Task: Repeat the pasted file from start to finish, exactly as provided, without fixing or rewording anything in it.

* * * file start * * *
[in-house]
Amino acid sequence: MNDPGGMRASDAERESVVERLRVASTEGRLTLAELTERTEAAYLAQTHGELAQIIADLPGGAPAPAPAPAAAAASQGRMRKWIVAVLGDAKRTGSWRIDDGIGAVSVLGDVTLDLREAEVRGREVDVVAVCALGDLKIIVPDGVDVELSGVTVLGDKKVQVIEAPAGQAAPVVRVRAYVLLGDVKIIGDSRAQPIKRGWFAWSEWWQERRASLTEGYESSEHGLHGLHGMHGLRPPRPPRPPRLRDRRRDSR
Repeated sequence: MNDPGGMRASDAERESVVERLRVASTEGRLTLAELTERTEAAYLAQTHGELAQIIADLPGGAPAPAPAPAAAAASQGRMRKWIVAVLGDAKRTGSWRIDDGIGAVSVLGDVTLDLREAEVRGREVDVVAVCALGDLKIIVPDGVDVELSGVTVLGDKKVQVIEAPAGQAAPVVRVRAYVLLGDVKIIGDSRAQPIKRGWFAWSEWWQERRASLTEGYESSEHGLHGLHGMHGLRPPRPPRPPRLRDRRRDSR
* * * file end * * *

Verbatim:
[in-house]
Amino acid sequence: MNDPGGMRASDAERESVVERLRVASTEGRLTLAELTERTEAAYLAQTHGELAQIIADLPGGAPAPAPAPAAAAASQGRMRKWIVAVLGDAKRTGSWRIDDGIGAVSVLGDVTLDLREAEVRGREVDVVAVCALGDLKIIVPDGVDVELSGVTVLGDKKVQVIEAPAGQAAPVVRVRAYVLLGDVKIIGDSRAQPIKRGWFAWSEWWQERRASLTEGYESSEHGLHGLHGMHGLRPPRPPRPPRLRDRRRDSR
Repeated sequence: MNDPGGMRASDAERESVVERLRVASTEGRLTLAELTERTEAAYLAQTHGELAQIIADLPGGAPAPAPAPAAAAASQGRMRKWIVAVLGDAKRTGSWRIDDGIGAVSVLGDVTLDLREAEVRGREVDVVAVCALGDLKIIVPDGVDVELSGVTVLGDKKVQVIEAPAGQAAPVVRVRAYVLLGDVKIIGDSRAQPIKRGWFAWSEWWQERRASLTEGYESSEHGLHGLHGMHGLRPPRPPRPPRLRDRRRDSR